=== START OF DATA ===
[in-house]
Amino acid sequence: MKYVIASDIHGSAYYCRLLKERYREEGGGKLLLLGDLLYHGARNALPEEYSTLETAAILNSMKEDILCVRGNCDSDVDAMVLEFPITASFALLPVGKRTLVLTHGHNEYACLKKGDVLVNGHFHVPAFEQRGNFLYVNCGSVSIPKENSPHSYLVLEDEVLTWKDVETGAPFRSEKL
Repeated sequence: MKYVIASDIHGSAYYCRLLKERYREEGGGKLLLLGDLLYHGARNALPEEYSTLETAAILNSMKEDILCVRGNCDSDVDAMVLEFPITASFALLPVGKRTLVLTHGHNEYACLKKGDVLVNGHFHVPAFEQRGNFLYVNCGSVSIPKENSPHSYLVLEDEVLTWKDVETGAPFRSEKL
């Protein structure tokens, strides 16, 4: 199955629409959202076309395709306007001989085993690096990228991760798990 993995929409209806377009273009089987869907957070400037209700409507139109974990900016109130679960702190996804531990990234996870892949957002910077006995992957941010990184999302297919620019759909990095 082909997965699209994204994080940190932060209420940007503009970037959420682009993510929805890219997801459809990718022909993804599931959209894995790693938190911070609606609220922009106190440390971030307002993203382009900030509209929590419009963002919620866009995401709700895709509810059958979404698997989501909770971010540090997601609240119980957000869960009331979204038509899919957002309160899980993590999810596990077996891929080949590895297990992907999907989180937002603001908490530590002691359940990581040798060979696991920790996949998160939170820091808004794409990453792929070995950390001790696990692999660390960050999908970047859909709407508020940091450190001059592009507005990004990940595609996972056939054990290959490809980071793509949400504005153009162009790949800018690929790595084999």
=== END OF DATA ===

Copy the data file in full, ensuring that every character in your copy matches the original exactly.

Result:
[in-house]
Amino acid sequence: MKYVIASDIHGSAYYCRLLKERYREEGGGKLLLLGDLLYHGARNALPEEYSTLETAAILNSMKEDILCVRGNCDSDVDAMVLEFPITASFALLPVGKRTLVLTHGHNEYACLKKGDVLVNGHFHVPAFEQRGNFLYVNCGSVSIPKENSPHSYLVLEDEVLTWKDVETGAPFRSEKL
Repeated sequence: MKYVIASDIHGSAYYCRLLKERYREEGGGKLLLLGDLLYHGARNALPEEYSTLETAAILNSMKEDILCVRGNCDSDVDAMVLEFPITASFALLPVGKRTLVLTHGHNEYACLKKGDVLVNGHFHVPAFEQRGNFLYVNCGSVSIPKENSPHSYLVLEDEVLTWKDVETGAPFRSEKL
């Protein structure tokens, strides 16, 4: 199955629409959202076309395709306007001989085993690096990228991760798990 993995929409209806377009273009089987869907957070400037209700409507139109974990900016109130679960702190996804531990990234996870892949957002910077006995992957941010990184999302297919620019759909990095 082909997965699209994204994080940190932060209420940007503009970037959420682009993510929805890219997801459809990718022909993804599931959209894995790693938190911070609606609220922009106190440390971030307002993203382009900030509209929590419009963002919620866009995401709700895709509810059958979404698997989501909770971010540090997601609240119980957000869960009331979204038509899919957002309160899980993590999810596990077996891929080949590895297990992907999907989180937002603001908490530590002691359940990581040798060979696991920790996949998160939170820091808004794409990453792929070995950390001790696990692999660390960050999908970047859909709407508020940091450190001059592009507005990004990940595609996972056939054990290959490809980071793509949400504005153009162009790949800018690929790595084999």